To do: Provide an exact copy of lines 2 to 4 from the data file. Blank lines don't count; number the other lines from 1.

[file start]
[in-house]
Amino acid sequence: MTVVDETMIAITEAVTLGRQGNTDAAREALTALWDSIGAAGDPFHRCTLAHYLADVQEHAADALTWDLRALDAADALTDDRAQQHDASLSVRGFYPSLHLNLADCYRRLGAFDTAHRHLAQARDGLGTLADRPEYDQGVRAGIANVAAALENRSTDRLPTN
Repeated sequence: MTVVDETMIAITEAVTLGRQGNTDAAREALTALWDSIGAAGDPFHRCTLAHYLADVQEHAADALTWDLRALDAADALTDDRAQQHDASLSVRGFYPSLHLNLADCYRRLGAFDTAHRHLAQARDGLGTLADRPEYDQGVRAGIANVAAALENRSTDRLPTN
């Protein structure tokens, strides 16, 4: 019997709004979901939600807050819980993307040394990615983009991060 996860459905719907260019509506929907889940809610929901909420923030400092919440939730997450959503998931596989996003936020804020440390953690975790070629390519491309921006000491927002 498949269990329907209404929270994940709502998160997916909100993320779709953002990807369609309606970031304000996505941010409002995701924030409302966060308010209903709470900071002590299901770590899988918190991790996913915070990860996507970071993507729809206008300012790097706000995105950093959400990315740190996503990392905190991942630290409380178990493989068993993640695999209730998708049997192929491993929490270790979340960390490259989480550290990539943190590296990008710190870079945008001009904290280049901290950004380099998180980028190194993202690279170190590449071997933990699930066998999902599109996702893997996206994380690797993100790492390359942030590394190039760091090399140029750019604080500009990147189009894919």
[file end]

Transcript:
Amino acid sequence: MTVVDETMIAITEAVTLGRQGNTDAAREALTALWDSIGAAGDPFHRCTLAHYLADVQEHAADALTWDLRALDAADALTDDRAQQHDASLSVRGFYPSLHLNLADCYRRLGAFDTAHRHLAQARDGLGTLADRPEYDQGVRAGIANVAAALENRSTDRLPTN
Repeated sequence: MTVVDETMIAITEAVTLGRQGNTDAAREALTALWDSIGAAGDPFHRCTLAHYLADVQEHAADALTWDLRALDAADALTDDRAQQHDASLSVRGFYPSLHLNLADCYRRLGAFDTAHRHLAQARDGLGTLADRPEYDQGVRAGIANVAAALENRSTDRLPTN
């Protein structure tokens, strides 16, 4: 019997709004979901939600807050819980993307040394990615983009991060 996860459905719907260019509506929907889940809610929901909420923030400092919440939730997450959503998931596989996003936020804020440390953690975790070629390519491309921006000491927002 498949269990329907209404929270994940709502998160997916909100993320779709953002990807369609309606970031304000996505941010409002995701924030409302966060308010209903709470900071002590299901770590899988918190991790996913915070990860996507970071993507729809206008300012790097706000995105950093959400990315740190996503990392905190991942630290409380178990493989068993993640695999209730998708049997192929491993929490270790979340960390490259989480550290990539943190590296990008710190870079945008001009904290280049901290950004380099998180980028190194993202690279170190590449071997933990699930066998999902599109996702893997996206994380690797993100790492390359942030590394190039760091090399140029750019604080500009990147189009894919």